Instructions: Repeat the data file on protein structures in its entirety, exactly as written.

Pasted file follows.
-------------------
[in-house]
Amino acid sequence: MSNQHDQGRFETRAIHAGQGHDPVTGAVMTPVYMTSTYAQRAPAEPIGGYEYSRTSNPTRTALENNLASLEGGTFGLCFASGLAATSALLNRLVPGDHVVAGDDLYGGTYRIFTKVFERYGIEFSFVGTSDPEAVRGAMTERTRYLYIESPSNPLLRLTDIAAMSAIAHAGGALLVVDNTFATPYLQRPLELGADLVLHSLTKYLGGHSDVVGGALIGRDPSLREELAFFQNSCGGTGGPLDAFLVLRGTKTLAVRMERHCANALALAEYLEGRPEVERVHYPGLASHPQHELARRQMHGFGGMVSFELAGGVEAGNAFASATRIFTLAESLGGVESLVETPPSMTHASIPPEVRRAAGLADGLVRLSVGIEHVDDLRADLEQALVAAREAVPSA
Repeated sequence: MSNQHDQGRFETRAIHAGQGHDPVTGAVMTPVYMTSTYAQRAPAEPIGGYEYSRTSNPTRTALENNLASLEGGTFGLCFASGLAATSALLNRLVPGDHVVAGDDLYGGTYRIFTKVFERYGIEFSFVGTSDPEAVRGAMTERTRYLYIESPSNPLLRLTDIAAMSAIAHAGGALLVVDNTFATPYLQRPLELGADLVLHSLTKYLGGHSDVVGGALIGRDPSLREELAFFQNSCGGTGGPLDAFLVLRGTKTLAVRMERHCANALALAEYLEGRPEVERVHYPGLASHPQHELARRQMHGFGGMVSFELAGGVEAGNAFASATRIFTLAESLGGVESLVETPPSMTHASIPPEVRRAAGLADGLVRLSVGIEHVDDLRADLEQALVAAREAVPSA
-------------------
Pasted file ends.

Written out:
[in-house]
Amino acid sequence: MSNQHDQGRFETRAIHAGQGHDPVTGAVMTPVYMTSTYAQRAPAEPIGGYEYSRTSNPTRTALENNLASLEGGTFGLCFASGLAATSALLNRLVPGDHVVAGDDLYGGTYRIFTKVFERYGIEFSFVGTSDPEAVRGAMTERTRYLYIESPSNPLLRLTDIAAMSAIAHAGGALLVVDNTFATPYLQRPLELGADLVLHSLTKYLGGHSDVVGGALIGRDPSLREELAFFQNSCGGTGGPLDAFLVLRGTKTLAVRMERHCANALALAEYLEGRPEVERVHYPGLASHPQHELARRQMHGFGGMVSFELAGGVEAGNAFASATRIFTLAESLGGVESLVETPPSMTHASIPPEVRRAAGLADGLVRLSVGIEHVDDLRADLEQALVAAREAVPSA
Repeated sequence: MSNQHDQGRFETRAIHAGQGHDPVTGAVMTPVYMTSTYAQRAPAEPIGGYEYSRTSNPTRTALENNLASLEGGTFGLCFASGLAATSALLNRLVPGDHVVAGDDLYGGTYRIFTKVFERYGIEFSFVGTSDPEAVRGAMTERTRYLYIESPSNPLLRLTDIAAMSAIAHAGGALLVVDNTFATPYLQRPLELGADLVLHSLTKYLGGHSDVVGGALIGRDPSLREELAFFQNSCGGTGGPLDAFLVLRGTKTLAVRMERHCANALALAEYLEGRPEVERVHYPGLASHPQHELARRQMHGFGGMVSFELAGGVEAGNAFASATRIFTLAESLGGVESLVETPPSMTHASIPPEVRRAAGLADGLVRLSVGIEHVDDLRADLEQALVAAREAVPSA